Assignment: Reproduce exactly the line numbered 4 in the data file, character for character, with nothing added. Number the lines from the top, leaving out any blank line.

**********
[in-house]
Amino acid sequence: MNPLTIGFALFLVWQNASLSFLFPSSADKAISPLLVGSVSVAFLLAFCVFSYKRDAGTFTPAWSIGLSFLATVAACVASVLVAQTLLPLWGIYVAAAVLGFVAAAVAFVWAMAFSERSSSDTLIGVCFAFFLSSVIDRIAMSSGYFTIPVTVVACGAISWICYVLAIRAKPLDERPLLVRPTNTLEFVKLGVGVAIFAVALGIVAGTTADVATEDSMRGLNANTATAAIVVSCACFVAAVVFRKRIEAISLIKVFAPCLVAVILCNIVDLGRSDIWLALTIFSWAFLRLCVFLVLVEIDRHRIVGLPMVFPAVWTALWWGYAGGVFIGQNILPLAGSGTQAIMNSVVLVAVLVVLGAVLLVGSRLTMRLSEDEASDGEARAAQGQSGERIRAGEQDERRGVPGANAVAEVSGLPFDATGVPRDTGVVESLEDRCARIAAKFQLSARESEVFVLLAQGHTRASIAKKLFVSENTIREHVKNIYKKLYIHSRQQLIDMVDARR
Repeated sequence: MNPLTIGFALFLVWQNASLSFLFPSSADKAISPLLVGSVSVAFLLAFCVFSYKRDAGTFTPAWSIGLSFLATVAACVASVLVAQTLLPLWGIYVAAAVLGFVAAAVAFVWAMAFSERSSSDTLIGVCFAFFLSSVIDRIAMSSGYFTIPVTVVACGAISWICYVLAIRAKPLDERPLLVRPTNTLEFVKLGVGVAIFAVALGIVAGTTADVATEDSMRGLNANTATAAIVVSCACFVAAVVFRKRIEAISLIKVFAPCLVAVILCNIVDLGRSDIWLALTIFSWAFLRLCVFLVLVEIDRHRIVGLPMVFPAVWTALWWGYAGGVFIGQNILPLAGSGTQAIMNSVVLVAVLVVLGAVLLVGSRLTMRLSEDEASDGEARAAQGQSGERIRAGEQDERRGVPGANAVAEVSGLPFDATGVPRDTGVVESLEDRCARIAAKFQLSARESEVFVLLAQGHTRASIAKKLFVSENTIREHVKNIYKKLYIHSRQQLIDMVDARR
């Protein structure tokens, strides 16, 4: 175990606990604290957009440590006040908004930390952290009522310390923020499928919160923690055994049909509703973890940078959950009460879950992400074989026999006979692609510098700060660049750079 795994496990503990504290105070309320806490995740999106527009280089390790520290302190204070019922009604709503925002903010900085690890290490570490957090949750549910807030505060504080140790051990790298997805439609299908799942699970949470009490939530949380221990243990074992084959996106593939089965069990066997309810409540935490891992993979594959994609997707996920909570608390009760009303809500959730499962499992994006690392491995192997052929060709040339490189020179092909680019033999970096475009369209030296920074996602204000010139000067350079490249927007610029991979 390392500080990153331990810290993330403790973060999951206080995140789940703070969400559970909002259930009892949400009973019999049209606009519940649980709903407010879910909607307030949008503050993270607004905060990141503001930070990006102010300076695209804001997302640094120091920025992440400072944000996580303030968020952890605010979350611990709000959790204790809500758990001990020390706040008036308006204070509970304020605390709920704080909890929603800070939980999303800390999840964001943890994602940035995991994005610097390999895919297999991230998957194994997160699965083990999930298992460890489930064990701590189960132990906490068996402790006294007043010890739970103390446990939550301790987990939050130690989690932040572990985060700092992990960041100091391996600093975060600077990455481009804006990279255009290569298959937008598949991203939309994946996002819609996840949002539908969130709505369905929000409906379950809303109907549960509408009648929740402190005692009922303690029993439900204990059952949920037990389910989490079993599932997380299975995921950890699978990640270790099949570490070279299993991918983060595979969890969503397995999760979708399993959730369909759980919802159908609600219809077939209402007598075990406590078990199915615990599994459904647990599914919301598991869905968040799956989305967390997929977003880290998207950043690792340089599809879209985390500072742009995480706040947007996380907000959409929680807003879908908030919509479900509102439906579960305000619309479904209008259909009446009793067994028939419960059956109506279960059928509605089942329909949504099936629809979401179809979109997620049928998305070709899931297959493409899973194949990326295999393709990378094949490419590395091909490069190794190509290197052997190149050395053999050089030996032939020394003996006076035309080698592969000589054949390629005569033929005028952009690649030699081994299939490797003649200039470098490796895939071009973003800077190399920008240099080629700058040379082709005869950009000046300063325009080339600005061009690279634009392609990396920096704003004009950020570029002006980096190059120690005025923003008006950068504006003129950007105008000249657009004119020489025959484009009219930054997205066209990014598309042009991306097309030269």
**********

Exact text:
């Protein structure tokens, strides 16, 4: 175990606990604290957009440590006040908004930390952290009522310390923020499928919160923690055994049909509703973890940078959950009460879950992400074989026999006979692609510098700060660049750079 795994496990503990504290105070309320806490995740999106527009280089390790520290302190204070019922009604709503925002903010900085690890290490570490957090949750549910807030505060504080140790051990790298997805439609299908799942699970949470009490939530949380221990243990074992084959996106593939089965069990066997309810409540935490891992993979594959994609997707996920909570608390009760009303809500959730499962499992994006690392491995192997052929060709040339490189020179092909680019033999970096475009369209030296920074996602204000010139000067350079490249927007610029991979 390392500080990153331990810290993330403790973060999951206080995140789940703070969400559970909002259930009892949400009973019999049209606009519940649980709903407010879910909607307030949008503050993270607004905060990141503001930070990006102010300076695209804001997302640094120091920025992440400072944000996580303030968020952890605010979350611990709000959790204790809500758990001990020390706040008036308006204070509970304020605390709920704080909890929603800070939980999303800390999840964001943890994602940035995991994005610097390999895919297999991230998957194994997160699965083990999930298992460890489930064990701590189960132990906490068996402790006294007043010890739970103390446990939550301790987990939050130690989690932040572990985060700092992990960041100091391996600093975060600077990455481009804006990279255009290569298959937008598949991203939309994946996002819609996840949002539908969130709505369905929000409906379950809303109907549960509408009648929740402190005692009922303690029993439900204990059952949920037990389910989490079993599932997380299975995921950890699978990640270790099949570490070279299993991918983060595979969890969503397995999760979708399993959730369909759980919802159908609600219809077939209402007598075990406590078990199915615990599994459904647990599914919301598991869905968040799956989305967390997929977003880290998207950043690792340089599809879209985390500072742009995480706040947007996380907000959409929680807003879908908030919509479900509102439906579960305000619309479904209008259909009446009793067994028939419960059956109506279960059928509605089942329909949504099936629809979401179809979109997620049928998305070709899931297959493409899973194949990326295999393709990378094949490419590395091909490069190794190509290197052997190149050395053999050089030996032939020394003996006076035309080698592969000589054949390629005569033929005028952009690649030699081994299939490797003649200039470098490796895939071009973003800077190399920008240099080629700058040379082709005869950009000046300063325009080339600005061009690279634009392609990396920096704003004009950020570029002006980096190059120690005025923003008006950068504006003129950007105008000249657009004119020489025959484009009219930054997205066209990014598309042009991306097309030269």